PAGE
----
• Improving processes often entails a change in culture, which makes staff resistant.
  • Senior management may be aware that there are some broken processes, but see these as only minor issues.

So, how can you eliminate the damage to staff morale caused by broken processes?

  1.  First, you need to acknowledge the problem. Many businesses have become so used to their broken processes, they simply don’t see them as a problem anymore. Collect feedback from your staff about the processes they struggle with at your organization, including IT delays, administrative processes or career advancement.
  2.  Next, you need to map out these processes and discover what’s going wrong. Is information not being communicated to the right people at the right time? Do certain processes depend on sending emails that get lost in someone’s inbox? Are you still dependent on sending around paper files to collect information which can easily get lost?
  3.  Once you’ve discovered the source of broken processes, you need to sit down with your teams to work out a way to resolve them. In some cases, it could be as simple as improving a single step, or informing people of a new email address to send inquiries to. In other cases, it could involve a wholesale redesign of your processes, including automating many of the steps and fundamentally rethinking how you perform these processes.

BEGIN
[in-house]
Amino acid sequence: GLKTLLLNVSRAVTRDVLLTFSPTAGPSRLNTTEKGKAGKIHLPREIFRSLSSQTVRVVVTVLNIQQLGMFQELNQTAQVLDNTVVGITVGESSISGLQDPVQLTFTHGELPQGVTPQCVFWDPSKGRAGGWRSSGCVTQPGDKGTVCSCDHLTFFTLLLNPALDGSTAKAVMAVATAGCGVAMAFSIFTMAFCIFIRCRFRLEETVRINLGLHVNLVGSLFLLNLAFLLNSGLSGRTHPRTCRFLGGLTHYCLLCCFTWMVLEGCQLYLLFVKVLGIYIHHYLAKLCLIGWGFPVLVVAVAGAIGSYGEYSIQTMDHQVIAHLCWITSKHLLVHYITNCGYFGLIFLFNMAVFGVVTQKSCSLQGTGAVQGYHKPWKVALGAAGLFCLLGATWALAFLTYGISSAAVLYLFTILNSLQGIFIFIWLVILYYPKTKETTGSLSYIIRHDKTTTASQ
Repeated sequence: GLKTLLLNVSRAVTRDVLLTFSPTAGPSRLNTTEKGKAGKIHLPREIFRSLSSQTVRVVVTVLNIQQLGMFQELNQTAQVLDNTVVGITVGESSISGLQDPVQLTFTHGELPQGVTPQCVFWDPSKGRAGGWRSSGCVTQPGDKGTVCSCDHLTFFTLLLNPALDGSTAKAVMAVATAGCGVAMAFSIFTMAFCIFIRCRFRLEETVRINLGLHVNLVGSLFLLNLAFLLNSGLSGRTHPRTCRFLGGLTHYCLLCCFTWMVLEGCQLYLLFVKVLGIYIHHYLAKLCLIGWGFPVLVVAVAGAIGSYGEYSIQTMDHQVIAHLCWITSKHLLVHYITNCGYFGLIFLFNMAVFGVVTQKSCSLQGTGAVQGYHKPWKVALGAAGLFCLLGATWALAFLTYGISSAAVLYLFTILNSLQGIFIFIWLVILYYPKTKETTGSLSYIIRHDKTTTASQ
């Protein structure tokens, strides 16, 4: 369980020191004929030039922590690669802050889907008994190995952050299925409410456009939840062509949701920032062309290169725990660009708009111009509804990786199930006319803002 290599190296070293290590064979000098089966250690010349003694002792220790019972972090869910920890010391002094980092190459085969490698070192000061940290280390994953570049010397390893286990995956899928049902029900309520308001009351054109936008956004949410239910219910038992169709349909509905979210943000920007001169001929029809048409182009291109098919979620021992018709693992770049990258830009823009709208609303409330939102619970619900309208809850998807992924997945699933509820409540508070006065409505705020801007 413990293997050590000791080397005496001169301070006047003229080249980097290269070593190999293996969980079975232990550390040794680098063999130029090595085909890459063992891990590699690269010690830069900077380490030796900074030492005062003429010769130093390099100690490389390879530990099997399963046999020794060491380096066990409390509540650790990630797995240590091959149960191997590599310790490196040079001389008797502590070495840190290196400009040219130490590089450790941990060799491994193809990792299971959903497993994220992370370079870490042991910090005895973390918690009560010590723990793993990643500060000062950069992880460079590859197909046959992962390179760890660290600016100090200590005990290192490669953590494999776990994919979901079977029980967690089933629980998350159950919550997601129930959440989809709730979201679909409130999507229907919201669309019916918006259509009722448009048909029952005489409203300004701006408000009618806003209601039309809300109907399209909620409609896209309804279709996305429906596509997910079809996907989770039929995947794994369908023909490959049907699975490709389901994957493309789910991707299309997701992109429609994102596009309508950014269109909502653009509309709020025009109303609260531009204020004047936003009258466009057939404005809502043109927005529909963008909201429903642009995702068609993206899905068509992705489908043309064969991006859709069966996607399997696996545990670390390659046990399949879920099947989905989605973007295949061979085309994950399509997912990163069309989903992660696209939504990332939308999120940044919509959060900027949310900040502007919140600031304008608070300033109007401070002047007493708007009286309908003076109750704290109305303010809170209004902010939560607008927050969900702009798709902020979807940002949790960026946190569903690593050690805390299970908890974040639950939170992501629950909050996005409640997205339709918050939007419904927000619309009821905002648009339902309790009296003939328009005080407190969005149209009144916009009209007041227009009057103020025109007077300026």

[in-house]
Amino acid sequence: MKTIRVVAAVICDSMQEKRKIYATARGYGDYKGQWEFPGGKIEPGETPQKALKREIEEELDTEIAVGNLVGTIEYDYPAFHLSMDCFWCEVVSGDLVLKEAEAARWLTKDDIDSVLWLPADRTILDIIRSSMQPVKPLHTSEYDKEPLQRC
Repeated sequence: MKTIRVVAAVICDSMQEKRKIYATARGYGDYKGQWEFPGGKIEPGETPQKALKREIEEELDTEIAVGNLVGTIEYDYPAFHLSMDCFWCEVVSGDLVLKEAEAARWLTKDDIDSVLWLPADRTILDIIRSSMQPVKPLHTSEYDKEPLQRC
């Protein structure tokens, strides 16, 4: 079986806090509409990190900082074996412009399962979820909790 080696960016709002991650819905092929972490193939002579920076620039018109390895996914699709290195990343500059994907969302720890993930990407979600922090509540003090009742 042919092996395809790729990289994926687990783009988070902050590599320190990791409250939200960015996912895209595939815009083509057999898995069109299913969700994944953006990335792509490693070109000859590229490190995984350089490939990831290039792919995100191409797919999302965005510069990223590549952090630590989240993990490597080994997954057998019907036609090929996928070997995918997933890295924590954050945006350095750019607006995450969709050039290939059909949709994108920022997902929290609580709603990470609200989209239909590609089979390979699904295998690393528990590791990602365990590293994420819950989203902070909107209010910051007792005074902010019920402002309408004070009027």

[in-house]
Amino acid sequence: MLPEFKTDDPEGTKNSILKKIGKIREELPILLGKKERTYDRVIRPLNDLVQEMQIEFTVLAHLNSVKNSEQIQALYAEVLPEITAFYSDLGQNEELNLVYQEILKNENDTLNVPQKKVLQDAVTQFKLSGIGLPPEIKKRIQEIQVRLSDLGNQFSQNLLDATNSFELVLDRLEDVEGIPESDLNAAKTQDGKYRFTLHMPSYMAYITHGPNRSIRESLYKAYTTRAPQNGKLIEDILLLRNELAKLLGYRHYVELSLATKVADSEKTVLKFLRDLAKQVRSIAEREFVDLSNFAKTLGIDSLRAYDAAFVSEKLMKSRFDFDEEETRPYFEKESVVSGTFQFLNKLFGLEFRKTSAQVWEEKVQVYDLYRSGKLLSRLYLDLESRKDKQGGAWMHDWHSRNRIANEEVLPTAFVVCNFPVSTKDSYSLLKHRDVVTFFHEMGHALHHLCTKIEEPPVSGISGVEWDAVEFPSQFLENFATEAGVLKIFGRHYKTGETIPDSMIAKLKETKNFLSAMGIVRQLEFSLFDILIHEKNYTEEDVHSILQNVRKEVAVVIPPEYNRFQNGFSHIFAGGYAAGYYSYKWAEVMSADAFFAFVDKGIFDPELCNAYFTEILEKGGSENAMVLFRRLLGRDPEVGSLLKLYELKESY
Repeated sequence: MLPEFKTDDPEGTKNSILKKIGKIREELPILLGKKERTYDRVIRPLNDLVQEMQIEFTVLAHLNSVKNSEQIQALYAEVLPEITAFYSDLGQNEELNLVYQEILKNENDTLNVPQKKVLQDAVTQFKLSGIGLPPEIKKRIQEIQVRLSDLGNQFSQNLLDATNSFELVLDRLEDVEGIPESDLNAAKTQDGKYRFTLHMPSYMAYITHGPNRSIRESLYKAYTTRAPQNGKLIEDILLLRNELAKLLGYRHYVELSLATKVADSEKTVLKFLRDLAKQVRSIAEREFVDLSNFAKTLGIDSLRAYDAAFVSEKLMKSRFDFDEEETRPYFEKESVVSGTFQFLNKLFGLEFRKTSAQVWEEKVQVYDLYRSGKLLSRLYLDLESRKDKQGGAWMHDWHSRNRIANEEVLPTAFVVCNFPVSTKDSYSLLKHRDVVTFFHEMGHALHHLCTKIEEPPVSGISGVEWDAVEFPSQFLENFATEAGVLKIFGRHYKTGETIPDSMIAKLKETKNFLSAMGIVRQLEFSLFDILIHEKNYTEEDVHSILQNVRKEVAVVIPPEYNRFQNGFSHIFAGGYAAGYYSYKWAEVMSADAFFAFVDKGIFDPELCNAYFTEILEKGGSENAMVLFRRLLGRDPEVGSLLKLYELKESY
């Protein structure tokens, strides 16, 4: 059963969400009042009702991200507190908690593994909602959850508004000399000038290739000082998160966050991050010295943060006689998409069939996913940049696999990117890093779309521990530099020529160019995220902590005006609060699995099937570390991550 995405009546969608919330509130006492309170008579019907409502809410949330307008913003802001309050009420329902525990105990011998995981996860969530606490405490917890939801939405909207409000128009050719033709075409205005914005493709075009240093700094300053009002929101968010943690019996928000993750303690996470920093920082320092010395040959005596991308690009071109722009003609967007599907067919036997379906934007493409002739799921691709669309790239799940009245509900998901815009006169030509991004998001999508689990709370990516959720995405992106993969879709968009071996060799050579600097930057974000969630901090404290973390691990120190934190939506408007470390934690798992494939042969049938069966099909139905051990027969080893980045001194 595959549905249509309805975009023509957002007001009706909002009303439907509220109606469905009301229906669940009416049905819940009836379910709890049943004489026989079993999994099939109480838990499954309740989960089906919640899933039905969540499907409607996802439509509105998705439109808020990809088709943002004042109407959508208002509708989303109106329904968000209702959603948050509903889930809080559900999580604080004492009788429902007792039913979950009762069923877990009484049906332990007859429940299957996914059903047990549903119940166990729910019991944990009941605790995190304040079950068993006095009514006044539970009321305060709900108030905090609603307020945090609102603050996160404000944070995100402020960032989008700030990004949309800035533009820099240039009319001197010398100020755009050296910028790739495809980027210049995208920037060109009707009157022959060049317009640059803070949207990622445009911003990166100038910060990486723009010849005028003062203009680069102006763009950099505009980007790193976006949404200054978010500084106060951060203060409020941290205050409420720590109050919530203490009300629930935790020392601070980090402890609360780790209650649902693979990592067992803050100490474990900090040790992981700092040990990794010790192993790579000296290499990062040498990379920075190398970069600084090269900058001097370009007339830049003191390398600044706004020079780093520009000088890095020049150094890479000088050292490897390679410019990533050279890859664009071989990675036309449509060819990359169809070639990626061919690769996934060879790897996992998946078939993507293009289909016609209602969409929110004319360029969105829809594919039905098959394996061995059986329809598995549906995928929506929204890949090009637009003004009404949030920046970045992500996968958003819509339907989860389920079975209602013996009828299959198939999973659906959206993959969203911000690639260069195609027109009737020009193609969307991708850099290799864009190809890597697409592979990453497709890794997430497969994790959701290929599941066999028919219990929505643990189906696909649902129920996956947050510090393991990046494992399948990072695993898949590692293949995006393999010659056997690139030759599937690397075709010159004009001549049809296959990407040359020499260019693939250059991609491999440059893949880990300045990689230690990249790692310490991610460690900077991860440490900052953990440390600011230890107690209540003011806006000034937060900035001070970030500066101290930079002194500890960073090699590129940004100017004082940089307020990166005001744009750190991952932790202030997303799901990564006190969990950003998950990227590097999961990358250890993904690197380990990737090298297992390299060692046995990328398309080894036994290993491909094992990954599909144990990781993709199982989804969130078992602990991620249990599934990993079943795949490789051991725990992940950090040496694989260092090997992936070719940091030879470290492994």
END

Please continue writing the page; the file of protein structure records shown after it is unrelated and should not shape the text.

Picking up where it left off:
Improve (Automate) Your Processes and Retain Your People

The Definitive Guide to America’s Most Broken Processes highlights a clear link between broken internal processes and low staff morale. Employees at organizations with many broken processes suffer from high staff turnover and all the costs that entails—from low productivity to the cost of replacement to a poor reputation.

Improving staff morale can have a huge impact on your employee retention rate, while also making your teams more productive – and your business more profitable.

Nintex is the recognized global leader in workflow and content automation (WCA) with more than 7,500 enterprise clients and 1,700 partners in 90 countries who have built and published millions of workflow applications. With its unmatched breadth of capability and platform support delivered by unique architectural capabilities, Nintex empowers the line of business and IT departments to quickly automate hundreds of manual processes to progress on the journey to digital transformation. Nintex Workflow Cloud®, the company’s cloud platform, connects with all content repositories, systems of record, and people to consistently fuel successful business outcomes.

 

Download the ebook to learn more about the most broken processes in corporate America.

Kristin Treat

Kristin Treat serves as the senior director of corporate communications at Nintex. She has more than 20 years of marketing communications experience at high-growth technology organizations and global PR firms. Kristin is relentless about creating and executing programs that deliver impactful results. Follow her on Twitter @KristinTreat.